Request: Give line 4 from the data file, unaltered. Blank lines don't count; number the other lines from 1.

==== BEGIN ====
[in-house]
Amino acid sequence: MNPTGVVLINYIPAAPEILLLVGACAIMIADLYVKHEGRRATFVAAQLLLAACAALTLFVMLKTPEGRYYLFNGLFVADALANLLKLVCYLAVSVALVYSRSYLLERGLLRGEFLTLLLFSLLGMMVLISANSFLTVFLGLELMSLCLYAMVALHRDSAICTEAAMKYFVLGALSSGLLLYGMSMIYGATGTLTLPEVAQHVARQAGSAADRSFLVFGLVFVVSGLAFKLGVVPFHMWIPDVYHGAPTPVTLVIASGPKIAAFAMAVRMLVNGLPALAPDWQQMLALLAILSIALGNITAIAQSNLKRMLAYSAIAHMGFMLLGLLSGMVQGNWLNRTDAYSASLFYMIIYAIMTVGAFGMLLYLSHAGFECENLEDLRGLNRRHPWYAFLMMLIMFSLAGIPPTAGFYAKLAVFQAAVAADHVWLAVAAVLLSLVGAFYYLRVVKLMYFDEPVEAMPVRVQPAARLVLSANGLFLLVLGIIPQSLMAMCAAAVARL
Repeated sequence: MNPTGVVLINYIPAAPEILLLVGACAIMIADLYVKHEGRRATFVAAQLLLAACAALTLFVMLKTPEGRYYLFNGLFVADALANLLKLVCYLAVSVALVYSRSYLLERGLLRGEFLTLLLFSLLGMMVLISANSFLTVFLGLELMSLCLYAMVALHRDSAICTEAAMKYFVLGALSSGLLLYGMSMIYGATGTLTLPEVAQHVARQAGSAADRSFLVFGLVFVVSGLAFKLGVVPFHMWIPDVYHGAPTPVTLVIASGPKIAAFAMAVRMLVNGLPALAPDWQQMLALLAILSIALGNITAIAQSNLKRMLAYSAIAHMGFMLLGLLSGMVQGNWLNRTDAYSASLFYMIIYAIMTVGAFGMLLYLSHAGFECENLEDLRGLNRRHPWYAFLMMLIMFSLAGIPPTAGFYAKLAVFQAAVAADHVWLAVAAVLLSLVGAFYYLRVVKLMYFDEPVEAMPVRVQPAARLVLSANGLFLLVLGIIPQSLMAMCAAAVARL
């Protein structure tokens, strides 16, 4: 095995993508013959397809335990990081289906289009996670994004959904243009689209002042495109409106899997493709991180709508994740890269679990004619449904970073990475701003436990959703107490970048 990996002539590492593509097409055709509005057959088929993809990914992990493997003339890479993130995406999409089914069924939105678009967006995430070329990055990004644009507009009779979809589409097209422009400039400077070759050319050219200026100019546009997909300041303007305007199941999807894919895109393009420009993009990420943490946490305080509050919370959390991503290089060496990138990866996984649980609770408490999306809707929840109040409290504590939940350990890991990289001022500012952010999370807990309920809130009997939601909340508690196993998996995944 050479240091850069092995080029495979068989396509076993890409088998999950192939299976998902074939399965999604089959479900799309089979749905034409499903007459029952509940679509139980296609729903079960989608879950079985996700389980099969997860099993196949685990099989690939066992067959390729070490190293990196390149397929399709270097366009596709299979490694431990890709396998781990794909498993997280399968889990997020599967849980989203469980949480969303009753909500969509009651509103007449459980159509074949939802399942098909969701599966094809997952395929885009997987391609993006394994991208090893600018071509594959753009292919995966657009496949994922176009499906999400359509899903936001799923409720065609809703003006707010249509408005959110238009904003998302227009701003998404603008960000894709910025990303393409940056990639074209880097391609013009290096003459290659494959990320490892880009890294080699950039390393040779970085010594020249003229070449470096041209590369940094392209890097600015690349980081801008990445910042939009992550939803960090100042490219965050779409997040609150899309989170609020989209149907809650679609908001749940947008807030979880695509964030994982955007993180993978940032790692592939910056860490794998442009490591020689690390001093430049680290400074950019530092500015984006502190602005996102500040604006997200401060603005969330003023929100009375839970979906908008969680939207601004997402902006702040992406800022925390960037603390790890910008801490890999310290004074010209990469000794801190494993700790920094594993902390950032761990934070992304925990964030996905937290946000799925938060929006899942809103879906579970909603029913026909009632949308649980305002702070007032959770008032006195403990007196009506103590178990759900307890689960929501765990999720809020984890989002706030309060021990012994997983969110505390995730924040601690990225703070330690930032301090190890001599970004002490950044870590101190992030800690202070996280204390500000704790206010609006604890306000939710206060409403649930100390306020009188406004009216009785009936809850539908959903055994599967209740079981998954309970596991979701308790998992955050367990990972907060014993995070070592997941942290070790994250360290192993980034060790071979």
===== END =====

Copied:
């Protein structure tokens, strides 16, 4: 095995993508013959397809335990990081289906289009996670994004959904243009689209002042495109409106899997493709991180709508994740890269679990004619449904970073990475701003436990959703107490970048 990996002539590492593509097409055709509005057959088929993809990914992990493997003339890479993130995406999409089914069924939105678009967006995430070329990055990004644009507009009779979809589409097209422009400039400077070759050319050219200026100019546009997909300041303007305007199941999807894919895109393009420009993009990420943490946490305080509050919370959390991503290089060496990138990866996984649980609770408490999306809707929840109040409290504590939940350990890991990289001022500012952010999370807990309920809130009997939601909340508690196993998996995944 050479240091850069092995080029495979068989396509076993890409088998999950192939299976998902074939399965999604089959479900799309089979749905034409499903007459029952509940679509139980296609729903079960989608879950079985996700389980099969997860099993196949685990099989690939066992067959390729070490190293990196390149397929399709270097366009596709299979490694431990890709396998781990794909498993997280399968889990997020599967849980989203469980949480969303009753909500969509009651509103007449459980159509074949939802399942098909969701599966094809997952395929885009997987391609993006394994991208090893600018071509594959753009292919995966657009496949994922176009499906999400359509899903936001799923409720065609809703003006707010249509408005959110238009904003998302227009701003998404603008960000894709910025990303393409940056990639074209880097391609013009290096003459290659494959990320490892880009890294080699950039390393040779970085010594020249003229070449470096041209590369940094392209890097600015690349980081801008990445910042939009992550939803960090100042490219965050779409997040609150899309989170609020989209149907809650679609908001749940947008807030979880695509964030994982955007993180993978940032790692592939910056860490794998442009490591020689690390001093430049680290400074950019530092500015984006502190602005996102500040604006997200401060603005969330003023929100009375839970979906908008969680939207601004997402902006702040992406800022925390960037603390790890910008801490890999310290004074010209990469000794801190494993700790920094594993902390950032761990934070992304925990964030996905937290946000799925938060929006899942809103879906579970909603029913026909009632949308649980305002702070007032959770008032006195403990007196009506103590178990759900307890689960929501765990999720809020984890989002706030309060021990012994997983969110505390995730924040601690990225703070330690930032301090190890001599970004002490950044870590101190992030800690202070996280204390500000704790206010609006604890306000939710206060409403649930100390306020009188406004009216009785009936809850539908959903055994599967209740079981998954309970596991979701308790998992955050367990990972907060014993995070070592997941942290070790994250360290192993980034060790071979």